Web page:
So, how do you kick the mouth breathing habit? It’s definitely not going to happen overnight, especially if you’ve been breathing this way for most of your life, but here are some of the things I started doing to make the switch from mouth breathing to nose breathing:
3 Main Things I’ve Started Doing to Stop Mouth Breathing
1. Taping my mouth shut at night
For the past month or so, I’ve started taping my mouth shut before I go to sleep. Because it’s impossible to be mindful of your breathing while you’re sleeping, taping your mouth pretty much forces you to breathe out of your nose all night. Doing this sounds really silly, but I was shocked the first time I did it at how much more energized I felt waking up in the morning. If I miss a night, I definitely notice it the next morning both in my level of tiredness and by how dry my mouth is in the morning. I’ve used a couple of brands so far, but my favourite one is Nexcare Sensitive Skin Tape because it is inexpensive and stays on all night – but is also gentle enough that I’m not waxing my upper lip every morning.
2. Being more mindful of my breathing during the day
This one is the most difficult because breathing is something we typically don’t pay attention to throughout the day. However, I usually try and remind myself to check in on my breathing at least a few times a day. Over time, I have started to get better at “catching” myself mouth breathing and start breathing through my nose instead. I also notice that if my mouth is dryer than usual and I’m thirstier, that that’s probably evidence that I have been mouth breathing for the past little while.
Meditating is a great opportunity to work on breathing through your nose because this is most likely the one time in your day where you are focusing exclusively on your breathing and bringing awareness to your body. During the day, you’re thinking about the homework you have to do, work tomorrow, the laundry, what you’re going to have for dinner, and so on; and little attention is paid to your breath. Therefore, scheduling a set amount of time dedicated to working on your breathing each day will help your new habit stick both in and outside of your meditation time. Additionally, meditating is a time when I am also more aware of my posture, where the proper alignment of the head and neck facilitates nose breathing.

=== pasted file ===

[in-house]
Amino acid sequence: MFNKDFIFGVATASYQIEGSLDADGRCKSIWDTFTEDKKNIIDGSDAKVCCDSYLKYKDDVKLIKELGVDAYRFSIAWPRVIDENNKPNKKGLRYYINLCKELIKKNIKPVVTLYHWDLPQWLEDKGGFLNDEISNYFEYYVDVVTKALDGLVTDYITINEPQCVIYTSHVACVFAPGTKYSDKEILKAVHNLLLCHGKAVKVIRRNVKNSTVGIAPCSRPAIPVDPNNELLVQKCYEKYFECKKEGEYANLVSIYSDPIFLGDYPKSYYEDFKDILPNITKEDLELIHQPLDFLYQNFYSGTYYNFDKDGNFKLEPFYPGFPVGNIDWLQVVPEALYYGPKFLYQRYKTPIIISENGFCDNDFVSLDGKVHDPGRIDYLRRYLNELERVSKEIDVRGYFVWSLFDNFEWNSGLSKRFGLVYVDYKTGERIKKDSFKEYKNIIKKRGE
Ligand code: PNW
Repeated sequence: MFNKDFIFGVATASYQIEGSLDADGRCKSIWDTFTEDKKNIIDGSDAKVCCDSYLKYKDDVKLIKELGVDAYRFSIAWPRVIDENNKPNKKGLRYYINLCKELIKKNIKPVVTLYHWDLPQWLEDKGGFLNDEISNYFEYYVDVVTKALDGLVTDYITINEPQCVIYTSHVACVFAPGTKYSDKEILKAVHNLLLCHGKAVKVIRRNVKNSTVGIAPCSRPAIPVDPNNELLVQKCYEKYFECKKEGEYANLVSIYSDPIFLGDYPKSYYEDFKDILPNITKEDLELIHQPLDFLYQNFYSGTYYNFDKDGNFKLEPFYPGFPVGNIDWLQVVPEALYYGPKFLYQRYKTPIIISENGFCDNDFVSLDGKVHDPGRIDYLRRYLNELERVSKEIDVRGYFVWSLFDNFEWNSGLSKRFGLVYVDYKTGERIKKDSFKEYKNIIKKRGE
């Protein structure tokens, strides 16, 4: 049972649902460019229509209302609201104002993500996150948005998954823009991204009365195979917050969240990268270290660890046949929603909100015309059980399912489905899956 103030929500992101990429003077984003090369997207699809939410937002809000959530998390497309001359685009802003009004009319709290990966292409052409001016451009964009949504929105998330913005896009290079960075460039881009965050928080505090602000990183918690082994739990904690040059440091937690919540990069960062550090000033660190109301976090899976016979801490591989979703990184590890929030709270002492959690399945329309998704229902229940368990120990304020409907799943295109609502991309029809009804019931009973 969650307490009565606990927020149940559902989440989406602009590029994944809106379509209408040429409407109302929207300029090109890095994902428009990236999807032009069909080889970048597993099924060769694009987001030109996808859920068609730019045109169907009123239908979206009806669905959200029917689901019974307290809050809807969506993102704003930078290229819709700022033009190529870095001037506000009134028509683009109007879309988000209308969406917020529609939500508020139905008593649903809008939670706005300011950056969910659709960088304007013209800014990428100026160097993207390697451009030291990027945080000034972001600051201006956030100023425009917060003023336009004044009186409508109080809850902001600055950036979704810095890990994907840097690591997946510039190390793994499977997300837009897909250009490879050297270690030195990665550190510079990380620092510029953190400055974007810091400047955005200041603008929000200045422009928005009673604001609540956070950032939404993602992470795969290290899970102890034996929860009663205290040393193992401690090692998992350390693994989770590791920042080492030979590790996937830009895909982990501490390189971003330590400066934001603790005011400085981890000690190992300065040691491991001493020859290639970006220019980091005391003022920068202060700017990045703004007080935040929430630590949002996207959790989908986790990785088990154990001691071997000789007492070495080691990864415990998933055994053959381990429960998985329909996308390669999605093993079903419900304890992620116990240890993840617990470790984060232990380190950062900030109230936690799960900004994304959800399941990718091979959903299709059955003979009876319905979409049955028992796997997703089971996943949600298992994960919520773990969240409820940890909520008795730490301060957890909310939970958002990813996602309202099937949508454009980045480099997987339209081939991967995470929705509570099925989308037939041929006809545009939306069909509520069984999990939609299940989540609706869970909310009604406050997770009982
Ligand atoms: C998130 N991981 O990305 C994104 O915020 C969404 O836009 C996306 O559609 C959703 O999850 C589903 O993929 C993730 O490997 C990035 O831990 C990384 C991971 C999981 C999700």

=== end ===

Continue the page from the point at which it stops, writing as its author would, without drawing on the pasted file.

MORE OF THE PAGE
Do you ever mouth breathe? Let me know in the comments!
 Okuro, R. T., Morcillo, A. M., Sakano, E., Schivinski, C. I., Ribeiro, M. Â, & Ribeiro, J. D. (2011). Exercise capacity, respiratory mechanics and posture in mouth breathers. Brazilian Journal of Otorhinolaryngology, 77(5), 656-662. doi:10.1590/s1808-86942011000500020
 Veron, H. L., Antunes, A. G., Milanesi, J. D., & Corrêa, E. C. (2016). Implicações da respiração oral na função pulmonar e músculos respiratórios. Revista CEFAC, 18(1), 242-251. doi:10.1590/1982-0216201618111915
 Okuro, R. T., Mocillo, A. M., Ribeiro, M. A., Sakano, E., Conti, P. B., & Ribeiro, J. D. (2011). Mouth breathing and forward head posture: effects on respiratory biomechanics and exercise capacity in children. J Bras Pneumol, 37(4), 471-479.
 Mummolo, S., Nota, A., Caruso, S., Quinzi, V., Marchetti, E., & Marzo, G. (2018). Salivary Markers and Microbial Flora in Mouth Breathing Late Adolescents. BioMed research international, 2018, 8687608. https://doi.org/10.1155/2018/8687608
 Corrêa, E. C., & Bérzin, F. (2008). Mouth Breathing Syndrome: Cervical muscles recruitment during nasal inspiration before and after respiratory and postural exercises on Swiss Ball. International Journal of Pediatric Otorhinolaryngology, 72(9), 1335-1343. doi:10.1016/j.ijporl.2008.05.012